Tuesday, January 20, 2009

Obama and Slumdog

Barack Obama is our president. I find that I can't help but smile as I type that and say it out loud. It's real. It's progress and I am proud of our country today. I am not throwing all my beans in the pot to say that one man will turn our entire country around, but I am clinging to the hope that he brings. I choose hope, too.

While talking with people about their experience of watching or listening to the inauguration today, I had goosebumps listening to teachers talk about watching it with their first grade class, or high schoolers shooshing their peers because this could be the most important day in our history. It seemed that everyone was near a television or a radio. People gathered in auditoriums, around projectors on big screens, around laptops, around computers in cubicles, in stores around televisions for sale. Everyone seemed to understand that something incredible was happening, is happening and it's impossible to not want to be a part of it. Just thinking about everyone pausing their days to pay attention and to experience this monumental day in history, I couldn't help but think again about the movie Slumdog Millionaire.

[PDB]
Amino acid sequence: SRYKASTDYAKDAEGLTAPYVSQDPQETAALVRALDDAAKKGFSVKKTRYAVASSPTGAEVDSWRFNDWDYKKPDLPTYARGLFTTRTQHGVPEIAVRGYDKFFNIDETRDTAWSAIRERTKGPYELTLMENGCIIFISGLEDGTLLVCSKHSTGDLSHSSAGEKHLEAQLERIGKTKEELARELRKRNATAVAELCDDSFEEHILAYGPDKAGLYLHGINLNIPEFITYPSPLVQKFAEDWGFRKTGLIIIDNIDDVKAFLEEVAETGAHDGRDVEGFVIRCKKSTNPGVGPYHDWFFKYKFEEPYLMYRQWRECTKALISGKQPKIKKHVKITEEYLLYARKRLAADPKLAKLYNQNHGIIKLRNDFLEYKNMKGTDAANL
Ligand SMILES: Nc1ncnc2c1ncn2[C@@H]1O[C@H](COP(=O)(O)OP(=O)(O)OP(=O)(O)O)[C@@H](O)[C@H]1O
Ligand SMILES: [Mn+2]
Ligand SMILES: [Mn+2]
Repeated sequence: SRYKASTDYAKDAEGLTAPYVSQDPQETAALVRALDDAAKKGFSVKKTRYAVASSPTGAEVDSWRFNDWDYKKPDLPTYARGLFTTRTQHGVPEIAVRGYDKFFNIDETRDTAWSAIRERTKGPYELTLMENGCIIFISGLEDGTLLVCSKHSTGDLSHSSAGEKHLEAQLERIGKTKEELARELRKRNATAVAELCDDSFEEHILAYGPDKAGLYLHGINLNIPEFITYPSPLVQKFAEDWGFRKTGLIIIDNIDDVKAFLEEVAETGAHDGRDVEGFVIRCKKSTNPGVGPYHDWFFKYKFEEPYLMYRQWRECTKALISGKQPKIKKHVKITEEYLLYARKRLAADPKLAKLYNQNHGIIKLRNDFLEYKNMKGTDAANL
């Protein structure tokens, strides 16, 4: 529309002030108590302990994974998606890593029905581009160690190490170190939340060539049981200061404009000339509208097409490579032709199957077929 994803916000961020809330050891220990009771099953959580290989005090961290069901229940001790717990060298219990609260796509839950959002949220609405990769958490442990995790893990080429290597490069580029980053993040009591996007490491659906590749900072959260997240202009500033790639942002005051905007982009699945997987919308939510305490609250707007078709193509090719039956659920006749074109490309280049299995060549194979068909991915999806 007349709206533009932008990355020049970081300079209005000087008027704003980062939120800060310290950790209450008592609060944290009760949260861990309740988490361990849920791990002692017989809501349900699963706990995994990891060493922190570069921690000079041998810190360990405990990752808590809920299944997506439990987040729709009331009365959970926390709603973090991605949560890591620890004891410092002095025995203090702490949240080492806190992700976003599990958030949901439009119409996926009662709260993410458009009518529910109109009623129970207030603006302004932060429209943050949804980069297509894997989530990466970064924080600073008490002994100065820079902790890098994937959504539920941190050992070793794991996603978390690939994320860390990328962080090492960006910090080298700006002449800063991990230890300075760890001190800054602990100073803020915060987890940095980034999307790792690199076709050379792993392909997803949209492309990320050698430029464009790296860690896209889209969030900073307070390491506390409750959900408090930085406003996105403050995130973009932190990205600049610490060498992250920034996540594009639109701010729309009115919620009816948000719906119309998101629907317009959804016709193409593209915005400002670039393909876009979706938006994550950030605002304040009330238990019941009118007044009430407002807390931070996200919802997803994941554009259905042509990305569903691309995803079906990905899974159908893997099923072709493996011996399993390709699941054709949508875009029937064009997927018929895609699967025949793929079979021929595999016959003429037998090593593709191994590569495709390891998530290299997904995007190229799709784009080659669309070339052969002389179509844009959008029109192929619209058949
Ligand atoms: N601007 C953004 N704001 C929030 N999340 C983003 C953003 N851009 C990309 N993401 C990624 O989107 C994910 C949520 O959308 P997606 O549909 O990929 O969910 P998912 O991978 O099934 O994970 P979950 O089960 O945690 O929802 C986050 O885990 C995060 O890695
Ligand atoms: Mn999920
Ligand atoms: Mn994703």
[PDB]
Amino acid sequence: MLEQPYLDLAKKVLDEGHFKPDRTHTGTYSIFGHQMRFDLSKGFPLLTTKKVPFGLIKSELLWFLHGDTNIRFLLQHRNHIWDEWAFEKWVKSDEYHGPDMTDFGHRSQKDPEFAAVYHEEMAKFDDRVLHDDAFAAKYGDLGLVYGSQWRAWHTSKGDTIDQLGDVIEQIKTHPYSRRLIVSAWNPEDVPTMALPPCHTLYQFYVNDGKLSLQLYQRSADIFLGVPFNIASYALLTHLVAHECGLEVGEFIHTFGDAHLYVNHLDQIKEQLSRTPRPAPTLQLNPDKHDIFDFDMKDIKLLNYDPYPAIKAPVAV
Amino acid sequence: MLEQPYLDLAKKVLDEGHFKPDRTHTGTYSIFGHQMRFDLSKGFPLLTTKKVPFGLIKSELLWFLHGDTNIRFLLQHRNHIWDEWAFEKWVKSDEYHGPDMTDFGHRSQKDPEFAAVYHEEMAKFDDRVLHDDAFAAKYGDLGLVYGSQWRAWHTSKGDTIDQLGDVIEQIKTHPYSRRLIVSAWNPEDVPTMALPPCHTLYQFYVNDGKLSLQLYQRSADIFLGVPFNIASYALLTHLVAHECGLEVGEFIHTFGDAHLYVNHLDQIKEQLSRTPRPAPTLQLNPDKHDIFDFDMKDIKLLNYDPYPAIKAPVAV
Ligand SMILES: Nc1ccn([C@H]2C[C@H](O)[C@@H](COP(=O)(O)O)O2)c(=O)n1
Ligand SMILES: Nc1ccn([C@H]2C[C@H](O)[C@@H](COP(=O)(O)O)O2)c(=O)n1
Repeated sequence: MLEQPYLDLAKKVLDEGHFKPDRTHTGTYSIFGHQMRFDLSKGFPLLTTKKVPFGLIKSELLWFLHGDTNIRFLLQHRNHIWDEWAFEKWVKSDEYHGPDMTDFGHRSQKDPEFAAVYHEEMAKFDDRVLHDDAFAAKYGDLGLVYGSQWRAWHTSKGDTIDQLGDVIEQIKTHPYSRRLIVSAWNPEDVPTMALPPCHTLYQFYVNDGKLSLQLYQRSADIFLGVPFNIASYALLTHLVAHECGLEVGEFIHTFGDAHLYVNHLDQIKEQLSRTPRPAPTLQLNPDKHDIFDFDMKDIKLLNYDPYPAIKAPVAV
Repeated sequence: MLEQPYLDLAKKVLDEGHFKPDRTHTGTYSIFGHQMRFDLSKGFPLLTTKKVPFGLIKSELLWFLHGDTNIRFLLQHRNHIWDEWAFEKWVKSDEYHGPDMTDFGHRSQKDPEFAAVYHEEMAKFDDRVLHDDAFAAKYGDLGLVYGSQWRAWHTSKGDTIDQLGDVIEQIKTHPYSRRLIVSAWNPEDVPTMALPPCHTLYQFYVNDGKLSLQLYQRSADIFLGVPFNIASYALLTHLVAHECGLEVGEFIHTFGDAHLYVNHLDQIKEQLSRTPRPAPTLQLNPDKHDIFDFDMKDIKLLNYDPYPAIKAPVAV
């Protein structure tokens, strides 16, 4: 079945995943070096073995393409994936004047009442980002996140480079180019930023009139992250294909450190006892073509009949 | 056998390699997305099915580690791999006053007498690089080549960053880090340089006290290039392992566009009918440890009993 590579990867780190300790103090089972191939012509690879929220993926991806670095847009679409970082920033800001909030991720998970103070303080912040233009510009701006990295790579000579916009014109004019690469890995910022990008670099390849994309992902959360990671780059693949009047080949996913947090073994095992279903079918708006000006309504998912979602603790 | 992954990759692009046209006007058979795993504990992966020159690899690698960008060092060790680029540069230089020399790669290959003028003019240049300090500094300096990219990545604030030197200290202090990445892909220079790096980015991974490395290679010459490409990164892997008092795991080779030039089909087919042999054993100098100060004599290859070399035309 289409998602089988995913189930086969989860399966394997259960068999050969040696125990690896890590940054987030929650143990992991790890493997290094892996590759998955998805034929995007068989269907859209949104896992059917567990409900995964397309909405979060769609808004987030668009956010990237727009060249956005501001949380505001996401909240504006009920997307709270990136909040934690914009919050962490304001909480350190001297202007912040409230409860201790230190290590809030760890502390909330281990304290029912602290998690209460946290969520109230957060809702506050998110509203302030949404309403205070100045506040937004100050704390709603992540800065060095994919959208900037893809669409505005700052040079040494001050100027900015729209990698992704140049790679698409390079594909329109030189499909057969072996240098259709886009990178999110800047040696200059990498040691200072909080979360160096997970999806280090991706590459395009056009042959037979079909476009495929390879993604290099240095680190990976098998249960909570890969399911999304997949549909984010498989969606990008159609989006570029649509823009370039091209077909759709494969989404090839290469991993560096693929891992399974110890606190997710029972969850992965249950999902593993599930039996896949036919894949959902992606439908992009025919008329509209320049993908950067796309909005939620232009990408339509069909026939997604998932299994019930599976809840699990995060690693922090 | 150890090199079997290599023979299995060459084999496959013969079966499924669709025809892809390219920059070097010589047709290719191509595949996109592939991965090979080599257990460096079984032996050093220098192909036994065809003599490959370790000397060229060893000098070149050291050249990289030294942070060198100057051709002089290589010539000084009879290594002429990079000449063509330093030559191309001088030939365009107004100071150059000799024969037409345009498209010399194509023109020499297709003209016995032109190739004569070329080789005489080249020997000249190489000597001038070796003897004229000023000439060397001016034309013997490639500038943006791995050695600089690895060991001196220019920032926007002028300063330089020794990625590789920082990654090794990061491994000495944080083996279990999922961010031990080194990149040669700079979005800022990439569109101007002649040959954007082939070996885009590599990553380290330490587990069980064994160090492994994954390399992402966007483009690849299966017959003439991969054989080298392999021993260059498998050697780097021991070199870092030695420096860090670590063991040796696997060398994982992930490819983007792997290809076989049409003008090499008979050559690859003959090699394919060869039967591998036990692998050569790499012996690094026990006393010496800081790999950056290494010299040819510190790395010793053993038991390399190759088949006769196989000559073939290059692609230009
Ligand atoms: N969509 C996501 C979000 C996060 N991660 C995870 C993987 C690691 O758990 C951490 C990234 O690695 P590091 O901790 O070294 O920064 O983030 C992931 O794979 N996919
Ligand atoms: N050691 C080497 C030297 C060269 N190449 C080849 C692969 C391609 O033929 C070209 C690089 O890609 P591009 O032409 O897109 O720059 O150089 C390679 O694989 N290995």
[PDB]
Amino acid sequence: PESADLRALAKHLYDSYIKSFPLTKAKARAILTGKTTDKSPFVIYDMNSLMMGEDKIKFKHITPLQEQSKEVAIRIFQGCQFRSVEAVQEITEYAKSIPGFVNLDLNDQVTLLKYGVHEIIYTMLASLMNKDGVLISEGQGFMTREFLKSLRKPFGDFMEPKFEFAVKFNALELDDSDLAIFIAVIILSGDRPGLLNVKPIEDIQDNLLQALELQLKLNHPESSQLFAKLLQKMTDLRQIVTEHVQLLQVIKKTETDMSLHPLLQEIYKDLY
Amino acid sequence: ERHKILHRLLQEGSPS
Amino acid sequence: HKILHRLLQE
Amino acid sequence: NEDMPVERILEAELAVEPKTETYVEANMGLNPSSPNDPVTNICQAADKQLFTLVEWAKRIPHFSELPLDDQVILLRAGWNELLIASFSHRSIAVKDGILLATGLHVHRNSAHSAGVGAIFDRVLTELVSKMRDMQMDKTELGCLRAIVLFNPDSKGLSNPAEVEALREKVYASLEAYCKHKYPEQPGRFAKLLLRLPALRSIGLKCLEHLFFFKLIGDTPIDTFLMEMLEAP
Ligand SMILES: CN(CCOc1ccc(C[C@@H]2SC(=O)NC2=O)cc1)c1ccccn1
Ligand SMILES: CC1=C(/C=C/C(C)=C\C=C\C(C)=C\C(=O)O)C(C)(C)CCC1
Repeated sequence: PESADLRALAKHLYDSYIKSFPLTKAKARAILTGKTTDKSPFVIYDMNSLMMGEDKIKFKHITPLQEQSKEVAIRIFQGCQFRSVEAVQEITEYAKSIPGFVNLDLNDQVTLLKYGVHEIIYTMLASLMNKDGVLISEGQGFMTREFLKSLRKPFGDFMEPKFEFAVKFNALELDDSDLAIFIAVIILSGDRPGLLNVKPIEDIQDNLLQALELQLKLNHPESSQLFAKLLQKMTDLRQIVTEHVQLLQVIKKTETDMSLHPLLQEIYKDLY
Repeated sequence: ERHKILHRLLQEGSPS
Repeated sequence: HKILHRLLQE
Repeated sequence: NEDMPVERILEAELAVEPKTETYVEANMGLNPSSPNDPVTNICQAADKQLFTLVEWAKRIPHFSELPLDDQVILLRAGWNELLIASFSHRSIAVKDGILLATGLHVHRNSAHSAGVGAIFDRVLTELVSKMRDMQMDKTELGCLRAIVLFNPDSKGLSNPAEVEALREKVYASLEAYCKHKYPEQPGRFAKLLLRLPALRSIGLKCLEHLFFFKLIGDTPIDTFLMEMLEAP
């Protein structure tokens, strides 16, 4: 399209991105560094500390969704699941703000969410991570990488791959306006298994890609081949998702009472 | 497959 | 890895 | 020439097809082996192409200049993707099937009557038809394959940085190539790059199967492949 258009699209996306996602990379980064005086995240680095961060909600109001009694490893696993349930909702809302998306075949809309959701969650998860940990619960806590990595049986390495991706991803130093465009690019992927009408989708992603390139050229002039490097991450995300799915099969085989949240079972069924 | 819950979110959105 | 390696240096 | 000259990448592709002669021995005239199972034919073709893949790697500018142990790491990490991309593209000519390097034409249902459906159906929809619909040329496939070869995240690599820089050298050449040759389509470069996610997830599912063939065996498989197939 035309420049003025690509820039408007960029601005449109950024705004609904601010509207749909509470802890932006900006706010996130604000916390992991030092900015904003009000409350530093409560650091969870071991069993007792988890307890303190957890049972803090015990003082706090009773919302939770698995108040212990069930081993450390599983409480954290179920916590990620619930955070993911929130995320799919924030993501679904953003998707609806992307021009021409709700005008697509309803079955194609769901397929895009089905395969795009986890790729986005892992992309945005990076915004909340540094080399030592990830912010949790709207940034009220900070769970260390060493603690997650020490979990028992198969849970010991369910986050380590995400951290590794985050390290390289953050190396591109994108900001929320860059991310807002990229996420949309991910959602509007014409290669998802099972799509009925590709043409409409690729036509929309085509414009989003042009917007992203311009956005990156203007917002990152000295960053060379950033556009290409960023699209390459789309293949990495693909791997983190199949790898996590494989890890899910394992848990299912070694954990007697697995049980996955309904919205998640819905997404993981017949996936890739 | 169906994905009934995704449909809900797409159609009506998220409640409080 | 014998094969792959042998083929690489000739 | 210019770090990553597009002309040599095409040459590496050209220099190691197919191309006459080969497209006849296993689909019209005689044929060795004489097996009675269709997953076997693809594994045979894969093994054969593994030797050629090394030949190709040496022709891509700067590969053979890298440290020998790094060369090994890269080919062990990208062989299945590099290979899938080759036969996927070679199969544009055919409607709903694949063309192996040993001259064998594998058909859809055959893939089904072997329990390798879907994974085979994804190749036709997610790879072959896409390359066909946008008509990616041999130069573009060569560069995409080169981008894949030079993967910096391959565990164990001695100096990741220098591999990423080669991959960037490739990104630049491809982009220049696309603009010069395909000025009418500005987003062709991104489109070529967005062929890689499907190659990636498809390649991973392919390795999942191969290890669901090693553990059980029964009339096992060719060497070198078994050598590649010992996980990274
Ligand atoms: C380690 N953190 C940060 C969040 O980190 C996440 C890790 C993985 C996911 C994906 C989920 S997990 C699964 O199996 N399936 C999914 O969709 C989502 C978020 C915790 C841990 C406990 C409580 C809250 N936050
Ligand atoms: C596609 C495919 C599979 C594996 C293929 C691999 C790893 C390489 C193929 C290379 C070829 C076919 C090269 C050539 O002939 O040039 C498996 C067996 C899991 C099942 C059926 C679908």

There is a scene in the movie where Jamal, a young man from the slums is back for the second half of the game show "Who wants to be a millionaire?" and ready to answer the question to win the big bucks. He's been accused of cheating after several correct answers that led him to the $500,000 prize, because everyone is thinking, how could a boy from the slums know the answers to all these questions? His story is tearing through all of India as everyone learns a boy from the slums could possibly win it all. This could be a monumental day. Jamal knows it, the show knows it, and every person in India knows it. People gathered around big screens in offices, in auditoriums, on the sidewalks, in living rooms, in hotels, anywhere there was a television to be found, people were gathered to be a part of this event, this monumental day in history.

This boy from the slums became part of their story. They hoped for him and were there to witness a day that would go down in history. Just as we as Americans witnessed a day that will go down in history. This is by no means the end of the journey. We must run with endurance the race that is set before us. We're all in this together.

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